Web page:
It is important to care for the health of your teeth so they last your entire life. Some types of foods and drinks can be particularly damaging to your teeth. Here are ways you can protect your teeth from these damaging foods and drinks.
Sodas and Sports Drinks
Regular sodas and sports drinks are bad on your teeth because they are acidic. Sports drinks are the most acidic of the two drinks, having a lower pH of 2.4, versus regular soda that has a pH of 3.0 and higher. Diet sodas are just as bad on your teeth because they contain citric and phosphoric acids. The higher levels of acid of all these drinks can soften the enamel of your teeth when you drink them.
It is a good idea to wait at least 30 to 60 minutes after you drink soda and sports drinks to brush your teeth. When your enamel is soft, brushing it will wear it down easily. Once the enamel is gone from your teeth, it won't grow back.
The dark color of coffee can stain your teeth and its high acidity will erode your tooth enamel.
If you drink coffee in the morning, it is best to brush your teeth without rinsing your mouth before you drink it. If you were to drink coffee before you brush your teeth in the morning, the coffee would stick to the plaque on your teeth, giving the stains more time to damage your teeth enamel. By brushing your teeth first, you will remove the sticky plaque from your teeth, preventing the coffee from staining them. And, the fluoride in the toothpaste puts a protective layer over the surface of your teeth, preventing acid damage.
After you drink coffee, it is a good idea to drink some water and swish it around in your mouth to rinse off any coffee residue remaining inside. Then, wait 30 to 60 minutes before you brush your teeth again.
Candy can be damaging to your teeth in several ways:
- Chewing on hard candy can crack, chip, or break your teeth.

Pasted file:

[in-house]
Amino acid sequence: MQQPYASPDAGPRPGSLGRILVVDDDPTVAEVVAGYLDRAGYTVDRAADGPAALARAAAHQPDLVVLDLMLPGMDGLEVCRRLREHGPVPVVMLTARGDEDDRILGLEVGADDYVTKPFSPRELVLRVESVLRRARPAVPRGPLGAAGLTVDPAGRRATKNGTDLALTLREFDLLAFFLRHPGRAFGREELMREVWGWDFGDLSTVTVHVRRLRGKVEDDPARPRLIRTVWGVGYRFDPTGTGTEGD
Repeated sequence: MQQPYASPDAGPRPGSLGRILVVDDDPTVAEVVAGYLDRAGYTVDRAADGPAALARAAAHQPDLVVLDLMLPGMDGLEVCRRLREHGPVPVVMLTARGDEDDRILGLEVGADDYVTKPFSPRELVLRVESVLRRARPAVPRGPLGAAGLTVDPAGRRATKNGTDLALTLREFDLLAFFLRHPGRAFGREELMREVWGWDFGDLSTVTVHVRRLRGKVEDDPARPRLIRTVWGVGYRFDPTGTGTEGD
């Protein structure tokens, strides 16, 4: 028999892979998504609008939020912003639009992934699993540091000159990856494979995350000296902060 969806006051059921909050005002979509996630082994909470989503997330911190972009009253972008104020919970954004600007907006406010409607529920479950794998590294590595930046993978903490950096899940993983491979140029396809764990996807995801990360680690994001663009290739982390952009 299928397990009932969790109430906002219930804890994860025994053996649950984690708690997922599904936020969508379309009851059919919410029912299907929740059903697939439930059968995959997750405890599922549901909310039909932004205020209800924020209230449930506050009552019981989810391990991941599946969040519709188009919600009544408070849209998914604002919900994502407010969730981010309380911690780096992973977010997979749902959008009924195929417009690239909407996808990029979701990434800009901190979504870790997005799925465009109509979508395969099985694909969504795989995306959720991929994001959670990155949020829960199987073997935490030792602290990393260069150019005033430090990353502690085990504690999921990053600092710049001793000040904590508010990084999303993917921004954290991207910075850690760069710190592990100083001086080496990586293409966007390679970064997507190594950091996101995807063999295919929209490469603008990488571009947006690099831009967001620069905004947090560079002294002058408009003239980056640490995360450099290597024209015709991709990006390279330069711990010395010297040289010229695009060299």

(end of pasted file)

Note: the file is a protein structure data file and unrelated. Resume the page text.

- The sugar in candy gives bacteria in your mouth something to feed and grow on.
- Sour candy has high levels of acids that can soften and erode your tooth enamel.
- Sticky candy will adhere to your teeth and give the sugars and acids in the candy more time to do tooth damage.
Eating a piece of acidic fruit may not do as much damage as sour candy can. The reason for this is because you usually suck on a sour, acidic piece of candy for a longer period of time than you would spend on eating a piece of acidic fruit. The longer lasting candy is going to expose your teeth to the damaging acid for a longer period of time.
When you finish eating your candy, the sugars in your mouth will continue to do damage to your teeth for at least 20 minutes after. But, you can still eat candy and take good care of your teeth.
The best way to combat damage from acidic, sticky, or hard candy is to not brush your teeth immediately after eating it. Just as with other acidic foods that soften your enamel, you should wait 30 to 60 minutes after eating candy. While you are waiting this time, drink some water and swish it around in your mouth to help wash off any sticky candy or sugars inside your mouth. For hard candy, avoid crunching on it to keep your teeth from cracking or breaking, then drink water after eating it.
You can also eat some cheese or drink a glass of milk because dairy neutralizes the acids in the candy and helps your teeth. Or, chew on some gum that contains Xylitol which forms a protective biofilm layer on your teeth and changes your mouth's acidic environment to an alkaline environment.
Follow these tips or hop over to this site for more ideas when eating and drinking foods and drinks that are harmful to your teeth.